Such propaganda, although a PR challenge for Indian embassies abroad, may not have any impact on average Indians. But the gullible among sections of the minority community may still fall for it. Especially when sections of India’s own political establishment, for their own political ends, seek to lend credibility to such a narrative.
In the latest shocker, Mallikarjun Kharge, the senior Congress leader aspiring to be the next president of the party, has “warned” his partymen that if Modi gets strengthened further, “the rule of sanatan dharma and RSS will come in this country”. From “Hindutva forces”, the Opposition leadership has now gone on to besmirch “sanatan dharma”. Kharge probably doesn’t know that Gandhi always called himself a “sanatani Hindu”. Today’s Gandhis may not have read their own great grandfather Jawahar Lal Nehru who wrote in “Discovery of India” that “Sanatana dharma, meaning the ancient religion, could be applied to any of the ancient Indian faiths (including Buddhism and Jainism)”.
It is a test for the ability of the minorities in general and Muslims in particular to see through the deviousness of this propaganda. There has always been a vested interest in creating the narrative of “minorities in danger”. It was Jinnah who used it to the hilt before Partition. It has now become bread and butter for many a liberal. The newly emerging Muslim leadership in the country should reject this cacophony and seize an opportunity that is being offered.
A large number of Muslim leaders have seen in the RSS an adversary all these years despite its engagement with the community right from the time of Guruji Golwalkar. Today, there is a thaw in the relations between the two. Some prominent members of Muslim civil society have initiated a dialogue with the RSS chief recently, which was followed up by him visiting a madrasa in Delhi.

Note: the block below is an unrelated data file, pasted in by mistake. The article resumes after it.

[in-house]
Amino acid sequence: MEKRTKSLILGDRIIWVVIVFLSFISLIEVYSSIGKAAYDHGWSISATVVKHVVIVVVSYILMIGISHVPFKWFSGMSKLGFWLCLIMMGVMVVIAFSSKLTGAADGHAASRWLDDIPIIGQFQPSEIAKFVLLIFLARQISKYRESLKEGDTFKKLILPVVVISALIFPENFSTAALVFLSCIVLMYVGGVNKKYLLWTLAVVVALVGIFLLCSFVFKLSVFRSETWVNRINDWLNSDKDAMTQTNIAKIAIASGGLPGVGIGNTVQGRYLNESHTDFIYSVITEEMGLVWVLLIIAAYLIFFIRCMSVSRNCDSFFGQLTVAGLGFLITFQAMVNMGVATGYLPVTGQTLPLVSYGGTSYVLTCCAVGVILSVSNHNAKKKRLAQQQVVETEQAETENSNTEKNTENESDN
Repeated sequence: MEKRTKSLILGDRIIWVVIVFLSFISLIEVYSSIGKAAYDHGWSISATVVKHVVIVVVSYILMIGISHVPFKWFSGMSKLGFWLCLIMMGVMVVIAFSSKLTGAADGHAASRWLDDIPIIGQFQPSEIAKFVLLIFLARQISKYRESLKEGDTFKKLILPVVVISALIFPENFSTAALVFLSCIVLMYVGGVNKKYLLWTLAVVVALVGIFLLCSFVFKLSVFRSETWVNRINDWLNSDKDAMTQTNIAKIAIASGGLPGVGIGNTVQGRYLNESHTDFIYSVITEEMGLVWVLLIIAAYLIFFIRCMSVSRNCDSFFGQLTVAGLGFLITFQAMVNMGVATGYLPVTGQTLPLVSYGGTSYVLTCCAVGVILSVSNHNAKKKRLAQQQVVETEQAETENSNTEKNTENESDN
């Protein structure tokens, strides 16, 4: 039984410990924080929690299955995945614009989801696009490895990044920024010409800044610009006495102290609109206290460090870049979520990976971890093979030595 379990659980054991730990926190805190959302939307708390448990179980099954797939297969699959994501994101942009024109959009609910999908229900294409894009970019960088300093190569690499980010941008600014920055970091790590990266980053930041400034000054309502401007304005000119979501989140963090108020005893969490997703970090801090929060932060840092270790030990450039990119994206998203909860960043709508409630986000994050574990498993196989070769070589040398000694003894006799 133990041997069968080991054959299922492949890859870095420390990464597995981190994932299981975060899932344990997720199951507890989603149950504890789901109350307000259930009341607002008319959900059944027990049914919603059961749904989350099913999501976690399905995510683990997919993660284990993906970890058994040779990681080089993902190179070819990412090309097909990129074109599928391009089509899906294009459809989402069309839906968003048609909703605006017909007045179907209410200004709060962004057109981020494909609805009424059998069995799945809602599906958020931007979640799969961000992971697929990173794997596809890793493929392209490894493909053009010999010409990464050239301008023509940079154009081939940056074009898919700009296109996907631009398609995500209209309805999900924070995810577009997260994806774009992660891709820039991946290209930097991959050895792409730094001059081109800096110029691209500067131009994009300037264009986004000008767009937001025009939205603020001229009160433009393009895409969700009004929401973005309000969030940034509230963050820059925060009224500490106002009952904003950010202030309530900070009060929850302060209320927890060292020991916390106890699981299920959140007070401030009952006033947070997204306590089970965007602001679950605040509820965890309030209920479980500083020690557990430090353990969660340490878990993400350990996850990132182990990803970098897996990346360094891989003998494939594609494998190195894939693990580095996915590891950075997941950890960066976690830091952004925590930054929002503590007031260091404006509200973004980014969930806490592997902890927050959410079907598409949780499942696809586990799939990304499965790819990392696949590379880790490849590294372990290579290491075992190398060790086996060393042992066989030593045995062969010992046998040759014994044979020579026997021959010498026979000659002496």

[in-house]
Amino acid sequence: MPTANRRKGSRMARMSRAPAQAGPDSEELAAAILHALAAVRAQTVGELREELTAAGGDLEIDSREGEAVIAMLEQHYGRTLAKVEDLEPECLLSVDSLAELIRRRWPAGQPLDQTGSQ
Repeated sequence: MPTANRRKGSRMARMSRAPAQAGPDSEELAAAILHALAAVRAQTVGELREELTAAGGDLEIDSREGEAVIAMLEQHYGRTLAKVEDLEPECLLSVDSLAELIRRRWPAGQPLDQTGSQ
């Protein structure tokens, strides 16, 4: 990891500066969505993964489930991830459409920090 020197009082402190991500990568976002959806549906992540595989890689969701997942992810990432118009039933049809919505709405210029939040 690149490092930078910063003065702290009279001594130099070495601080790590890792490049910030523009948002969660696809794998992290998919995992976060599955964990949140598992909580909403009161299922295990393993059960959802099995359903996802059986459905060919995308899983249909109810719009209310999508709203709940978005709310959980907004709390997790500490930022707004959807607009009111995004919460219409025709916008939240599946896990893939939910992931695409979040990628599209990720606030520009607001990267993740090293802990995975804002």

Bhagwat has been showing considerable openness in engaging with the Muslim community for quite some time now. His predecessors like Balasaheb Deoras, Rajendra Singh and Sudarshan also did it. This time, Bhagwat’s efforts are more focused. At a Muslim congregation last year, he told the audience that they were not separate from the Hindu community. In his annual Vijayadashami address a few days ago, the RSS chief told the audience that “shakti shanti ke liye” — strength should be for peace.
India is a large country. Its diversity is mind-boggling. It has a centuries-old history of communal strife too. The partition on communal lines was the singularly most harmful political development in the last century that had created a huge gulf between the two communities. The legacy of that communal strife manifests in occasional and sporadic flare-ups. Yet, Indian society has always firmly kept up the ethos of “unity in diversity”. It didn’t allow India to be converted into another version of Pakistan.
Managing “diverse democracies” and preventing them from falling apart is seen as a big challenge by the western world today. Yascha Mounk of Washington’s Council on Foreign Relations called it “The Great Experiment”. But in India, it was not merely an experiment, it has been the lived experience.
The writer is member, board of governors, India Foundation